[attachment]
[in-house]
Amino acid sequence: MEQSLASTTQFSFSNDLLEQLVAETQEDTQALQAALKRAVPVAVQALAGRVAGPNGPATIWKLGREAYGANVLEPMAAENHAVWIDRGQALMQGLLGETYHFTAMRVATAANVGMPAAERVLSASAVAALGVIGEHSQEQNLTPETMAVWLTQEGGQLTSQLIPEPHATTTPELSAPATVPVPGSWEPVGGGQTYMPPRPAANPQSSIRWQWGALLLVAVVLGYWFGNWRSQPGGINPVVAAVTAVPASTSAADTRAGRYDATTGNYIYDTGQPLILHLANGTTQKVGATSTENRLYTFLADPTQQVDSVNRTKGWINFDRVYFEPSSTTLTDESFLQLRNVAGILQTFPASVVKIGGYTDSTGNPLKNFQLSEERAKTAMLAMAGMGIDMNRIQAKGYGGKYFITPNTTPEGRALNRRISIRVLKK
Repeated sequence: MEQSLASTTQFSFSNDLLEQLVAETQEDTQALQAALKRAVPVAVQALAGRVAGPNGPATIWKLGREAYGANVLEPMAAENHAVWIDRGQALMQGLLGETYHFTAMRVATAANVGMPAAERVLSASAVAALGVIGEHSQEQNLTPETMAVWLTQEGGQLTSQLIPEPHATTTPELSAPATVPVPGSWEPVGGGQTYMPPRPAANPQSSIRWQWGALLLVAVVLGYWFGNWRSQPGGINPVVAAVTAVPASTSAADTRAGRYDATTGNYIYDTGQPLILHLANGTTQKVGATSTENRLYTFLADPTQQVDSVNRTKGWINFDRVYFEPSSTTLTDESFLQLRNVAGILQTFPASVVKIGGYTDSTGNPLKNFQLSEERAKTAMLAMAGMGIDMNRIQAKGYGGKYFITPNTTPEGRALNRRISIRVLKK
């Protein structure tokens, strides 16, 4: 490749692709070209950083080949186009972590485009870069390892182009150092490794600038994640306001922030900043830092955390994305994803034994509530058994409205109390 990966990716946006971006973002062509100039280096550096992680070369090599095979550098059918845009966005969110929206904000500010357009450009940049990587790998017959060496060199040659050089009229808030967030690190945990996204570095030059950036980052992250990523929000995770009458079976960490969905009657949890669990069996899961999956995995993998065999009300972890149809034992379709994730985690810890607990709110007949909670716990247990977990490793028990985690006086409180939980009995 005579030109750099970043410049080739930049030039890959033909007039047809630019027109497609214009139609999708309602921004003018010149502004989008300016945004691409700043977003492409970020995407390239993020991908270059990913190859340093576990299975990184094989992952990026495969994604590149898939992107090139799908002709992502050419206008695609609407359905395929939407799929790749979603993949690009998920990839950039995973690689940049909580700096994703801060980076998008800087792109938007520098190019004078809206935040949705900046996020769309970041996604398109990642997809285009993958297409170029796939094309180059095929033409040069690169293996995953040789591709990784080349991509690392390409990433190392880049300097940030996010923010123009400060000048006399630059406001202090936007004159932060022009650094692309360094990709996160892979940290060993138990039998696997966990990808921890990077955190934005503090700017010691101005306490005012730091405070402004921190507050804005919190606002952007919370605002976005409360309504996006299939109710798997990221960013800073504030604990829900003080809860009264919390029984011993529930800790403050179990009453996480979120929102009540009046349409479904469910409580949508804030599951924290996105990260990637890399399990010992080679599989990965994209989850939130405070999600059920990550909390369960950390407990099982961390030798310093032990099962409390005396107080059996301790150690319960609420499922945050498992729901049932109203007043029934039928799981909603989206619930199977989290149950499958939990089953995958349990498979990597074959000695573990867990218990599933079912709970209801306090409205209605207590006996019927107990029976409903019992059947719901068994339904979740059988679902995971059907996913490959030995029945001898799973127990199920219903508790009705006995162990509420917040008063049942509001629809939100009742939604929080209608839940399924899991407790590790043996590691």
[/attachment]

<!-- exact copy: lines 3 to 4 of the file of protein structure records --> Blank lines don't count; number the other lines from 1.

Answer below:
Repeated sequence: MEQSLASTTQFSFSNDLLEQLVAETQEDTQALQAALKRAVPVAVQALAGRVAGPNGPATIWKLGREAYGANVLEPMAAENHAVWIDRGQALMQGLLGETYHFTAMRVATAANVGMPAAERVLSASAVAALGVIGEHSQEQNLTPETMAVWLTQEGGQLTSQLIPEPHATTTPELSAPATVPVPGSWEPVGGGQTYMPPRPAANPQSSIRWQWGALLLVAVVLGYWFGNWRSQPGGINPVVAAVTAVPASTSAADTRAGRYDATTGNYIYDTGQPLILHLANGTTQKVGATSTENRLYTFLADPTQQVDSVNRTKGWINFDRVYFEPSSTTLTDESFLQLRNVAGILQTFPASVVKIGGYTDSTGNPLKNFQLSEERAKTAMLAMAGMGIDMNRIQAKGYGGKYFITPNTTPEGRALNRRISIRVLKK
């Protein structure tokens, strides 16, 4: 490749692709070209950083080949186009972590485009870069390892182009150092490794600038994640306001922030900043830092955390994305994803034994509530058994409205109390 990966990716946006971006973002062509100039280096550096992680070369090599095979550098059918845009966005969110929206904000500010357009450009940049990587790998017959060496060199040659050089009229808030967030690190945990996204570095030059950036980052992250990523929000995770009458079976960490969905009657949890669990069996899961999956995995993998065999009300972890149809034992379709994730985690810890607990709110007949909670716990247990977990490793028990985690006086409180939980009995 005579030109750099970043410049080739930049030039890959033909007039047809630019027109497609214009139609999708309602921004003018010149502004989008300016945004691409700043977003492409970020995407390239993020991908270059990913190859340093576990299975990184094989992952990026495969994604590149898939992107090139799908002709992502050419206008695609609407359905395929939407799929790749979603993949690009998920990839950039995973690689940049909580700096994703801060980076998008800087792109938007520098190019004078809206935040949705900046996020769309970041996604398109990642997809285009993958297409170029796939094309180059095929033409040069690169293996995953040789591709990784080349991509690392390409990433190392880049300097940030996010923010123009400060000048006399630059406001202090936007004159932060022009650094692309360094990709996160892979940290060993138990039998696997966990990808921890990077955190934005503090700017010691101005306490005012730091405070402004921190507050804005919190606002952007919370605002976005409360309504996006299939109710798997990221960013800073504030604990829900003080809860009264919390029984011993529930800790403050179990009453996480979120929102009540009046349409479904469910409580949508804030599951924290996105990260990637890399399990010992080679599989990965994209989850939130405070999600059920990550909390369960950390407990099982961390030798310093032990099962409390005396107080059996301790150690319960609420499922945050498992729901049932109203007043029934039928799981909603989206619930199977989290149950499958939990089953995958349990498979990597074959000695573990867990218990599933079912709970209801306090409205209605207590006996019927107990029976409903019992059947719901068994339904979740059988679902995971059907996913490959030995029945001898799973127990199920219903508790009705006995162990509420917040008063049942509001629809939100009742939604929080209608839940399924899991407790590790043996590691």